Victoria residents are no strangers to using self-checkout stations at grocery stores, and according to a new report by the Business Council of British Columbia (BCBC), almost half of all B.C. jobs have the potential for automation in the next 10 – 20 years.
The report by BCBC examined the impact of automated technology in the B.C. labour market in 2018, and concluded that roughly 42% of jobs in the province have a high potential of automation within the next one to two decades, from a technical capabilities standpoint.
According to the report, B.C. has slightly higher amount of highly-automatible occupations compared to the rest of the country.
“About 90% of B.C. jobs are in occupations where at least 10% of tasks can be automated by a current technology,” says study author David Williams, the BCBC’s vice-president of policy in the report.
“About 35% of jobs are in occupations where at least 50% of tasks are automatable. And about 11% of jobs are in occupations where 80% or more of the tasks are automatable.”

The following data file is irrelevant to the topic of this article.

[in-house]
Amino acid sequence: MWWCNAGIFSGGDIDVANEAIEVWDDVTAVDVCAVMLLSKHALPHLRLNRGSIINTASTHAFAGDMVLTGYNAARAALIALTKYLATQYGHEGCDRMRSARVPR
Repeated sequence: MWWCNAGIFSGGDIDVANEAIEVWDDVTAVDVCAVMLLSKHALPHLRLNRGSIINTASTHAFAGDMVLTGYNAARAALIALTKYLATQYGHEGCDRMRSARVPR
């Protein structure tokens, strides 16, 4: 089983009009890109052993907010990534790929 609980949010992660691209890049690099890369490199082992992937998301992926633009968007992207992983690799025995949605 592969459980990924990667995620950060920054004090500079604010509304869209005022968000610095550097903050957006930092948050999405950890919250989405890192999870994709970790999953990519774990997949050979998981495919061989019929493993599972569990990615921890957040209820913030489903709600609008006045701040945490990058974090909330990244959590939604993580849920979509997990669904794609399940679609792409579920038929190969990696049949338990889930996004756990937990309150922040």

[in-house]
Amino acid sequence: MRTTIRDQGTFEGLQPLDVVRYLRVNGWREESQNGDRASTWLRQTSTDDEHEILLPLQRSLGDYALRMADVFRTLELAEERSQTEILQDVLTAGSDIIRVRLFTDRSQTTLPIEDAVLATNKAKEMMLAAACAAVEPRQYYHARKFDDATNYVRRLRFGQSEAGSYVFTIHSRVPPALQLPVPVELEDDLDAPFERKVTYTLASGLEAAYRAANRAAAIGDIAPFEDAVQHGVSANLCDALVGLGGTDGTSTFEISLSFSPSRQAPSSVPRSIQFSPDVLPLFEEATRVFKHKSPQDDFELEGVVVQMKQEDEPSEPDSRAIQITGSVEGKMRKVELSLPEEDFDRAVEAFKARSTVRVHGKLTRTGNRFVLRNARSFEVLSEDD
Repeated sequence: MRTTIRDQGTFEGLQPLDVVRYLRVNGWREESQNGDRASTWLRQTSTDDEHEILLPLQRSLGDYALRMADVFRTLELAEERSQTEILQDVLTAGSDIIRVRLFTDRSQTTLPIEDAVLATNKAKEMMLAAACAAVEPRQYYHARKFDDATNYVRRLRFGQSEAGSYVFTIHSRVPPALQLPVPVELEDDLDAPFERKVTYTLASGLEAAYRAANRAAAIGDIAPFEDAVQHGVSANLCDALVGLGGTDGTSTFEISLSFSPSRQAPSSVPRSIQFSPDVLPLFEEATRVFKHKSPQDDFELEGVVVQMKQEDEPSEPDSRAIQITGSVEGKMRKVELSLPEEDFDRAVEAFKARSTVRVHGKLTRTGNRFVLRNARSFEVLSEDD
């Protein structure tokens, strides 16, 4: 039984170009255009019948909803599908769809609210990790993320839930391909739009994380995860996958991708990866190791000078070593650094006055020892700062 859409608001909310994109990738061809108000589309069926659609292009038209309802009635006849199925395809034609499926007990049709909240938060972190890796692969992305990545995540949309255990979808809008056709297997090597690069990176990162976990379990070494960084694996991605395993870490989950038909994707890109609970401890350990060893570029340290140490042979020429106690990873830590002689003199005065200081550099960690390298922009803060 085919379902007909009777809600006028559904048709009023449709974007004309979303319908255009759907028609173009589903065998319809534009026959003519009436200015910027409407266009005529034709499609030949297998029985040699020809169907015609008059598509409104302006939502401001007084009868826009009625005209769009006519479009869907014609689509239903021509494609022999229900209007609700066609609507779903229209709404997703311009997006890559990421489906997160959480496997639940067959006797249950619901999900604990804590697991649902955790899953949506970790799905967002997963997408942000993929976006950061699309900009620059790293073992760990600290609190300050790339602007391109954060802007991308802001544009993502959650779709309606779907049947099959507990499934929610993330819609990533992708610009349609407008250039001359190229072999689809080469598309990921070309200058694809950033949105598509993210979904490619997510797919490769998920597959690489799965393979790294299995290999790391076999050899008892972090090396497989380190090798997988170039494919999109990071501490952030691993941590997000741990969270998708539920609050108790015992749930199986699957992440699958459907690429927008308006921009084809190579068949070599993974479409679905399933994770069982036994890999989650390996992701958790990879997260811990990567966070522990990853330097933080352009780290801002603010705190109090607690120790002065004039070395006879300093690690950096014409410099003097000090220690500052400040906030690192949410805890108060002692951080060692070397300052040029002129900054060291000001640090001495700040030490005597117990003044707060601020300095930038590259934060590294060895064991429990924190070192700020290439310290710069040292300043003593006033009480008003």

The report claims that over half of all jobs in B.C. are related to the industries of sales and service, finance and administration, transport and equipment operators, trades, and business, which are all occupations that run a high risk of automated replacement, on average.
BCBC is quick to clarify that the study is purely risk-assessment, measuring what technology could replace, not what it will replace.
“There is much uncertainty about the pace of digital innovation, adoption and transformation across the economy,” says the Williams. “The actual pace and extent of automation will depend on non-technical factors as well, including economic, social and regulatory developments.”
“Furthermore, productivity gains and the creation of new roles for labour could more than offset automation’s effects on overall labour demand.”
The report concludes with a reminder that the growth of automated technology will inevitably change the employment landscape.
“The central message for policy-makers and business decision-makers is that labour’s role in the production process is changing.”
“New technologies offer the potential to increase labour productivity, raise living standards and create new job specializations. However, there can also be significant, unevenly-distributed adjustment costs from job destruction and dislocation that cause economic and social distress.”